Tag Archives: moral subjectivity

The Political/Scientific Divide of Abortion

There are two aspects of the abortion debate we need to be concerned about in determining the definition of an unborn child: biological and political. Humanity and person-hood are two different things and we must be careful not to confuse them.

On the biological side, there should be no argument about the humanity of the child, no matter its age. See here. Embryonic biology confirms 100% that a new, unique, human, individual comes into being at the fusion of the sperm and egg cells. This is objective, fixed, and permanent. It is based on science–cold, hard facts.

On the political side, there is the question about person-hood, which is an arbitrary, subjective decision. It is fluid and can mean different things at different times, depending on the fickle whims of the populace or its rulers. This is what we are dealing with in our current debate on abortion, not the humanity of the unborn fetus. See here with my reply to Walter Block concerning a snippet he wrote about the meaning of the libertarian philosophy.

Michael Rozeff has written about creating a new definition—nascent human—attempting to define the time when an unborn child becomes human and therefore legally protected from abortion. See here, here, and most recently, here. During a brief e-mail conversation between Rozeff and myself, he asked the question, “Is the category of nascent-human plausible or specious?”

Merriam-Webster defines nascent as ‘coming or having recently come into existence’, which can easily describe a zygote or embryo, but the fact remains that while the term ‘nascent’ might apply at the very beginning, it must be discarded at some point. When and at what stage of development does that occur? Can that even be determined? When does a nascent human become a full-blown human? Who is going to make the decision?  This plays into the political argument, but not the biological one and is no different than trying to determine at what stage an unborn fetus becomes a person. Brain waves? Heartbeat? Viability at 24 weeks? Or maybe 26? As such, it will constantly change and reflect the mindset of societies in the future as the thinking about abortion changes. This is not solid ground on which to base an argument and Rozeff is in danger of losing his footing.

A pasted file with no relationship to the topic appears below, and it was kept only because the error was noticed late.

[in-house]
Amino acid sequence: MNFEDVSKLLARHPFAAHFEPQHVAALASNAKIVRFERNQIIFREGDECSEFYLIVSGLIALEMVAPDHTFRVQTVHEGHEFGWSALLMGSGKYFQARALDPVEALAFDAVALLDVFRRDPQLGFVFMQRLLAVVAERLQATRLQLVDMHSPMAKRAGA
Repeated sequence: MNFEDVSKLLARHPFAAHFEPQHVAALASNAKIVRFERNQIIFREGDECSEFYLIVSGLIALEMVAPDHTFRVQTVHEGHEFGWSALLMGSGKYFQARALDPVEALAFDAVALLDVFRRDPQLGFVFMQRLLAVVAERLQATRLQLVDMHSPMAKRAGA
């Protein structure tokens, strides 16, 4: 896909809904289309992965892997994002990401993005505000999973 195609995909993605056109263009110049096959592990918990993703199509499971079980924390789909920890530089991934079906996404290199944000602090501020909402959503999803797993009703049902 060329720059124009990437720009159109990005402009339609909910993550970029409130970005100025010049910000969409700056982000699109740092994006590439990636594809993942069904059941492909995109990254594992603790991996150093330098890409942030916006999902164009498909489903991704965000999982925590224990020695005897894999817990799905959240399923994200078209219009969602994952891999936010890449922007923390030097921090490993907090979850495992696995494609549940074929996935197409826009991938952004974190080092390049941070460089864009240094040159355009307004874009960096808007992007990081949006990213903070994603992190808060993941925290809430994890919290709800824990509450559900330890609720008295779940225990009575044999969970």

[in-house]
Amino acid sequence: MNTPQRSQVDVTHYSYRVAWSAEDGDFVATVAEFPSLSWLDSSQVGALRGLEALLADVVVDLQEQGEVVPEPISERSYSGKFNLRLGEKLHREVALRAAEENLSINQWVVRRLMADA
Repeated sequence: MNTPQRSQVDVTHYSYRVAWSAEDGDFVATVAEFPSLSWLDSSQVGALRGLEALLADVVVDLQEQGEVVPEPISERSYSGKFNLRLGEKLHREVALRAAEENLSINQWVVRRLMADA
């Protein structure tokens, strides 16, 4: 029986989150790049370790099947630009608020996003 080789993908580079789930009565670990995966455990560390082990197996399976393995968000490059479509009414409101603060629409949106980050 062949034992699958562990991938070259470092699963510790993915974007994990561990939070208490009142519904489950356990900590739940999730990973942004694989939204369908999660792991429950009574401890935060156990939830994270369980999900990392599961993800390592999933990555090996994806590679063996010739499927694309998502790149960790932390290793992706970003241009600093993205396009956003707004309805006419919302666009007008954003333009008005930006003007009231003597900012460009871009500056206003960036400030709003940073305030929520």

The social trend toward moral subjectivity and away from moral objectivity has not done us any favors. We need to change that as concerns the humanity of the unborn child. It is a human being, no matter what anyone thinks, and, as such, merits protection against the aggression of abortion, which results in the death of an innocent human being, which is murder according to Rozeff’s definition. The descriptive terms—nascent, potential, developing, etc.—are irrelevant. This is not to say they are not accurate, but as far as concerns the humanity of the unborn child, they are irrelevant.

The abortion war can be settled once we decide to stop defining the unborn embryo or fetus in political (subjective) terms and start defining it according to biology (objective). Born or unborn, a human being is a human being. End of argument. So long as we focus on whether it is a person or not, we will have abortions and the legal murders of countless human beings. The attitude of the general public is what will change the dynamic of abortion, not because laws are passed, but because already born individual, human beings decide to do what is right and refuse to be a part of that murderous lifestyle any longer.

Is this wishful thinking or a pipe dream? I think not. Tides advance and they retreat. So do societal and moral values. I am under no illusions about the length of time it may take, but I am certain that abortions will one day, someday, again be verboten, because, as a society, we understand what is right and are willing to act on that understanding.